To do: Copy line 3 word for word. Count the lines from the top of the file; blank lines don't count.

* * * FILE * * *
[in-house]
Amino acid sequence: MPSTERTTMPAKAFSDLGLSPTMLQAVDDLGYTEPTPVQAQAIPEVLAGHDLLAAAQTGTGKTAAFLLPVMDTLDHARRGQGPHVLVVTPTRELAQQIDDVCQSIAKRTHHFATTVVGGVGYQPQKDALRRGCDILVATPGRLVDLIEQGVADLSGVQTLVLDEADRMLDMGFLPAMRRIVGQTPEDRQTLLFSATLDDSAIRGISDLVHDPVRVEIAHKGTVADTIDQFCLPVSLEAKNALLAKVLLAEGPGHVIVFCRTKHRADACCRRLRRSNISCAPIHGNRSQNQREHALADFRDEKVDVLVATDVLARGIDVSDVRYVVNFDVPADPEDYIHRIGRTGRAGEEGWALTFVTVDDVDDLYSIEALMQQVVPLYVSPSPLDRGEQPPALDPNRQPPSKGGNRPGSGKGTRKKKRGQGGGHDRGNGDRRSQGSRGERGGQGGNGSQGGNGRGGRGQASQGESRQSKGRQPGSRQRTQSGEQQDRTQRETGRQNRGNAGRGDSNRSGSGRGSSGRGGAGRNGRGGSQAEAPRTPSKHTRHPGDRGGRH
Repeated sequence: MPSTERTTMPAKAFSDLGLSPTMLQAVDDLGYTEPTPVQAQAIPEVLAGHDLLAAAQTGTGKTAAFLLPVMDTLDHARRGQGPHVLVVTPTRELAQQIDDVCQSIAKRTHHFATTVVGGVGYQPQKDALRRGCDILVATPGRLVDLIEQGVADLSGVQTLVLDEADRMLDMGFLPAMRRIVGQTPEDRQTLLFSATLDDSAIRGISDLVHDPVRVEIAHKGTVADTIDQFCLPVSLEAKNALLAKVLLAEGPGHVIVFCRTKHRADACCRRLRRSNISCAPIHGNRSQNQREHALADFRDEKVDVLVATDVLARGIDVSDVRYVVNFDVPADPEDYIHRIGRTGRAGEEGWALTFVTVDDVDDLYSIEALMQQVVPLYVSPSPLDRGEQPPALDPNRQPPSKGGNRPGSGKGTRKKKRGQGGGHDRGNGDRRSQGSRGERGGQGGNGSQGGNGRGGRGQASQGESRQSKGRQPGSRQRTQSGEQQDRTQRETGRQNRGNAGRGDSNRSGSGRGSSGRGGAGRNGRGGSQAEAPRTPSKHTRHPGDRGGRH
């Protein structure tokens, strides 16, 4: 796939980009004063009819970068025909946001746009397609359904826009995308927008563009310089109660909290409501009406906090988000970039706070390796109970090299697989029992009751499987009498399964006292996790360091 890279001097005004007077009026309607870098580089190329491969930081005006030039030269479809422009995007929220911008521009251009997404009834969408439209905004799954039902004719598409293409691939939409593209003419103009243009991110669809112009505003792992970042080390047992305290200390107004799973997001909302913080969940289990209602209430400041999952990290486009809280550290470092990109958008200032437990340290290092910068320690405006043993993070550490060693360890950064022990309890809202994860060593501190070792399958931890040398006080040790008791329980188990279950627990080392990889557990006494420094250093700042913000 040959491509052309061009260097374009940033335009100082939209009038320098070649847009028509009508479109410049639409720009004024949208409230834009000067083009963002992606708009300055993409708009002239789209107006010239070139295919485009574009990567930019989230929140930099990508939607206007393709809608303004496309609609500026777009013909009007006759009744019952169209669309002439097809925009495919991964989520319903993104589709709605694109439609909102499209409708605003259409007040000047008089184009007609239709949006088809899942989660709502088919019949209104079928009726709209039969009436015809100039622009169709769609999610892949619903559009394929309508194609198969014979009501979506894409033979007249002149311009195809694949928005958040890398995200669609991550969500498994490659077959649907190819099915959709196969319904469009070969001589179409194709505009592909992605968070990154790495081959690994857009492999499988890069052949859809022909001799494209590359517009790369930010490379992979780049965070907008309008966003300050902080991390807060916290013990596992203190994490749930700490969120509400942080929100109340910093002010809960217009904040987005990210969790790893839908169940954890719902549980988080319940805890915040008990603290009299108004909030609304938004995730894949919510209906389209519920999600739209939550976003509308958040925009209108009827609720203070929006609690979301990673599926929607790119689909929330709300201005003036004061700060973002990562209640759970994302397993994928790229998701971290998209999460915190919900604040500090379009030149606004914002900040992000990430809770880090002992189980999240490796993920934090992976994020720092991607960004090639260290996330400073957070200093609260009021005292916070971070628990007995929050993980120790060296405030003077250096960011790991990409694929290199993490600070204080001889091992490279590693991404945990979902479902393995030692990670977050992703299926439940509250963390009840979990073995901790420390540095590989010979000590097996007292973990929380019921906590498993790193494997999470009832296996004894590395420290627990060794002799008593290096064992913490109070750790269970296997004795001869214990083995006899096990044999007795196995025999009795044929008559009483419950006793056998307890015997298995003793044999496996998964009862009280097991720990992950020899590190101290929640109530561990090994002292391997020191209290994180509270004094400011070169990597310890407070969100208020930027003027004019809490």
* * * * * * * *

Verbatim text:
Repeated sequence: MPSTERTTMPAKAFSDLGLSPTMLQAVDDLGYTEPTPVQAQAIPEVLAGHDLLAAAQTGTGKTAAFLLPVMDTLDHARRGQGPHVLVVTPTRELAQQIDDVCQSIAKRTHHFATTVVGGVGYQPQKDALRRGCDILVATPGRLVDLIEQGVADLSGVQTLVLDEADRMLDMGFLPAMRRIVGQTPEDRQTLLFSATLDDSAIRGISDLVHDPVRVEIAHKGTVADTIDQFCLPVSLEAKNALLAKVLLAEGPGHVIVFCRTKHRADACCRRLRRSNISCAPIHGNRSQNQREHALADFRDEKVDVLVATDVLARGIDVSDVRYVVNFDVPADPEDYIHRIGRTGRAGEEGWALTFVTVDDVDDLYSIEALMQQVVPLYVSPSPLDRGEQPPALDPNRQPPSKGGNRPGSGKGTRKKKRGQGGGHDRGNGDRRSQGSRGERGGQGGNGSQGGNGRGGRGQASQGESRQSKGRQPGSRQRTQSGEQQDRTQRETGRQNRGNAGRGDSNRSGSGRGSSGRGGAGRNGRGGSQAEAPRTPSKHTRHPGDRGGRH